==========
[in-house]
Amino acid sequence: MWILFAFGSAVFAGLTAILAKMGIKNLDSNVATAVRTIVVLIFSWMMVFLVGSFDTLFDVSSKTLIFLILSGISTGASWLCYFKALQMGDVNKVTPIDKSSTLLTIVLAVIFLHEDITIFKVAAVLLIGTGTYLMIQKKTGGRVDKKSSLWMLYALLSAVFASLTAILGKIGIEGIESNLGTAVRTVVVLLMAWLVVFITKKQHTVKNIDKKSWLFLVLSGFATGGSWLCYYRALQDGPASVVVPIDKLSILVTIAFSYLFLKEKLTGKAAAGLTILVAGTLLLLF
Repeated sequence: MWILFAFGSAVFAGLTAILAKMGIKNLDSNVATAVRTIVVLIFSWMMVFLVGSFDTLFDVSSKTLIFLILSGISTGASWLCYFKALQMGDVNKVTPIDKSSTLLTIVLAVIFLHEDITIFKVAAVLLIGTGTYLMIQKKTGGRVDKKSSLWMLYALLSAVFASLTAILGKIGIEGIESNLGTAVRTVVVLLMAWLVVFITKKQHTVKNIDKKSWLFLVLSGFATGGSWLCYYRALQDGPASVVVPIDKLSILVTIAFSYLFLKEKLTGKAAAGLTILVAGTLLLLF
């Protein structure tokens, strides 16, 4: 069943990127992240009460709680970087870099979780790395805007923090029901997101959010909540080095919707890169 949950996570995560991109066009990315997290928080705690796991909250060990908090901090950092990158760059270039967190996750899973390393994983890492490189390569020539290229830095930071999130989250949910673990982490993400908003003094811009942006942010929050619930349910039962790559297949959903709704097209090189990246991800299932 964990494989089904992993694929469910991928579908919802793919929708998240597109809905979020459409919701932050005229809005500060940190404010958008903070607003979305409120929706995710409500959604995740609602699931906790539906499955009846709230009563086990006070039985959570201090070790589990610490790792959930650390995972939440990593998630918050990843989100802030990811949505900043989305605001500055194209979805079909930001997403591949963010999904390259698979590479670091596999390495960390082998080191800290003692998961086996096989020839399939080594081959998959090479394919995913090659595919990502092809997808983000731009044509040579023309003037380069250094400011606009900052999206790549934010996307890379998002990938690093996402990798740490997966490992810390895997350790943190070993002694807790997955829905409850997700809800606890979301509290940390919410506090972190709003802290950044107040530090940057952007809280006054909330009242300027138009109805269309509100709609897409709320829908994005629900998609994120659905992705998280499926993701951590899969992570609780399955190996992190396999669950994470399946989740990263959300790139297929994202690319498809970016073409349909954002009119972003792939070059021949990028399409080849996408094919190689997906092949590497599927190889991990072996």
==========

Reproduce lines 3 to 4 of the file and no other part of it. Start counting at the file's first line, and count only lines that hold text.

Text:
Repeated sequence: MWILFAFGSAVFAGLTAILAKMGIKNLDSNVATAVRTIVVLIFSWMMVFLVGSFDTLFDVSSKTLIFLILSGISTGASWLCYFKALQMGDVNKVTPIDKSSTLLTIVLAVIFLHEDITIFKVAAVLLIGTGTYLMIQKKTGGRVDKKSSLWMLYALLSAVFASLTAILGKIGIEGIESNLGTAVRTVVVLLMAWLVVFITKKQHTVKNIDKKSWLFLVLSGFATGGSWLCYYRALQDGPASVVVPIDKLSILVTIAFSYLFLKEKLTGKAAAGLTILVAGTLLLLF
């Protein structure tokens, strides 16, 4: 069943990127992240009460709680970087870099979780790395805007923090029901997101959010909540080095919707890169 949950996570995560991109066009990315997290928080705690796991909250060990908090901090950092990158760059270039967190996750899973390393994983890492490189390569020539290229830095930071999130989250949910673990982490993400908003003094811009942006942010929050619930349910039962790559297949959903709704097209090189990246991800299932 964990494989089904992993694929469910991928579908919802793919929708998240597109809905979020459409919701932050005229809005500060940190404010958008903070607003979305409120929706995710409500959604995740609602699931906790539906499955009846709230009563086990006070039985959570201090070790589990610490790792959930650390995972939440990593998630918050990843989100802030990811949505900043989305605001500055194209979805079909930001997403591949963010999904390259698979590479670091596999390495960390082998080191800290003692998961086996096989020839399939080594081959998959090479394919995913090659595919990502092809997808983000731009044509040579023309003037380069250094400011606009900052999206790549934010996307890379998002990938690093996402990798740490997966490992810390895997350790943190070993002694807790997955829905409850997700809800606890979301509290940390919410506090972190709003802290950044107040530090940057952007809280006054909330009242300027138009109805269309509100709609897409709320829908994005629900998609994120659905992705998280499926993701951590899969992570609780399955190996992190396999669950994470399946989740990263959300790139297929994202690319498809970016073409349909954002009119972003792939070059021949990028399409080849996408094919190689997906092949590497599927190889991990072996």